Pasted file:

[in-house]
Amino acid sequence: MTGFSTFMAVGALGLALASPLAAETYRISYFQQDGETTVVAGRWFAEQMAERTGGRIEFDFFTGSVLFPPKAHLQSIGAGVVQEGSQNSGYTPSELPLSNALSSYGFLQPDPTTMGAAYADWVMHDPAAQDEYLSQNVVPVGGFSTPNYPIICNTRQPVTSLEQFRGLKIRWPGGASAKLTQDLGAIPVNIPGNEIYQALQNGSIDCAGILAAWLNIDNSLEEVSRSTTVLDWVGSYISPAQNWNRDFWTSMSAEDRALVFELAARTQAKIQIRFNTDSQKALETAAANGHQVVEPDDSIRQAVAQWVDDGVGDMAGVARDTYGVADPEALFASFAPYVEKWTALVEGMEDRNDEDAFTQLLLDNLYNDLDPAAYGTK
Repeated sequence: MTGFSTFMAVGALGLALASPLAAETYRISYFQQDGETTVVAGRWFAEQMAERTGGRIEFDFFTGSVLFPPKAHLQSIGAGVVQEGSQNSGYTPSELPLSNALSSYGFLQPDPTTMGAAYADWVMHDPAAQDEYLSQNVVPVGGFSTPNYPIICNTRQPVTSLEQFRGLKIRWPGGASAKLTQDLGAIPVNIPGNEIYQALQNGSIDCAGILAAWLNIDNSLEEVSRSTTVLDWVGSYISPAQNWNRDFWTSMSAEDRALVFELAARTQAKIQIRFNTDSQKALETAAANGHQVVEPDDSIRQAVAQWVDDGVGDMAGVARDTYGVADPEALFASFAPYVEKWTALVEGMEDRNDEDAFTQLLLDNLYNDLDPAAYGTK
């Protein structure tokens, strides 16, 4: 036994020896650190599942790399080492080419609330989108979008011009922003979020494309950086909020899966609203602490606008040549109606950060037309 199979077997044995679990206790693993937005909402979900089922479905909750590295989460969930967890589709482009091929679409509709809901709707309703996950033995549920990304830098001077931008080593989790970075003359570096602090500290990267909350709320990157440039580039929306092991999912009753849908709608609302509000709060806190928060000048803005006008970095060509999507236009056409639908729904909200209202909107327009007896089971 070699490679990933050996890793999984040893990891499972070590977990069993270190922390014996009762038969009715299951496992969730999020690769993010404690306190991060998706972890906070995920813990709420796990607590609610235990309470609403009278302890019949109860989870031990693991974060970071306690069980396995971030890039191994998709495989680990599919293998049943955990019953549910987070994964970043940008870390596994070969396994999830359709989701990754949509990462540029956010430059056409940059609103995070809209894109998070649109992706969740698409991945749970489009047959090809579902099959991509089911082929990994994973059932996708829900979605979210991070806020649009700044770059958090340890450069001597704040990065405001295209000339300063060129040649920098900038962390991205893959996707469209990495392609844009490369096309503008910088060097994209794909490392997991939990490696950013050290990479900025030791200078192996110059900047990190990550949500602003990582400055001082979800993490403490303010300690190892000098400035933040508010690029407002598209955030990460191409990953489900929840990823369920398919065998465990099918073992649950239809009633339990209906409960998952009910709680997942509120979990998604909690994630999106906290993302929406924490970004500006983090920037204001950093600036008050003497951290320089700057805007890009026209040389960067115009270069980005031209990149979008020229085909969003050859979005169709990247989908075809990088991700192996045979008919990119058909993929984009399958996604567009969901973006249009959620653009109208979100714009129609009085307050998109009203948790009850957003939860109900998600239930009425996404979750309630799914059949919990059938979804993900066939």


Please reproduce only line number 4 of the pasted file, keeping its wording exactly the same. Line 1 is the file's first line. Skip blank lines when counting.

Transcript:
């Protein structure tokens, strides 16, 4: 036994020896650190599942790399080492080419609330989108979008011009922003979020494309950086909020899966609203602490606008040549109606950060037309 199979077997044995679990206790693993937005909402979900089922479905909750590295989460969930967890589709482009091929679409509709809901709707309703996950033995549920990304830098001077931008080593989790970075003359570096602090500290990267909350709320990157440039580039929306092991999912009753849908709608609302509000709060806190928060000048803005006008970095060509999507236009056409639908729904909200209202909107327009007896089971 070699490679990933050996890793999984040893990891499972070590977990069993270190922390014996009762038969009715299951496992969730999020690769993010404690306190991060998706972890906070995920813990709420796990607590609610235990309470609403009278302890019949109860989870031990693991974060970071306690069980396995971030890039191994998709495989680990599919293998049943955990019953549910987070994964970043940008870390596994070969396994999830359709989701990754949509990462540029956010430059056409940059609103995070809209894109998070649109992706969740698409991945749970489009047959090809579902099959991509089911082929990994994973059932996708829900979605979210991070806020649009700044770059958090340890450069001597704040990065405001295209000339300063060129040649920098900038962390991205893959996707469209990495392609844009490369096309503008910088060097994209794909490392997991939990490696950013050290990479900025030791200078192996110059900047990190990550949500602003990582400055001082979800993490403490303010300690190892000098400035933040508010690029407002598209955030990460191409990953489900929840990823369920398919065998465990099918073992649950239809009633339990209906409960998952009910709680997942509120979990998604909690994630999106906290993302929406924490970004500006983090920037204001950093600036008050003497951290320089700057805007890009026209040389960067115009270069980005031209990149979008020229085909969003050859979005169709990247989908075809990088991700192996045979008919990119058909993929984009399958996604567009969901973006249009959620653009109208979100714009129609009085307050998109009203948790009850957003939860109900998600239930009425996404979750309630799914059949919990059938979804993900066939």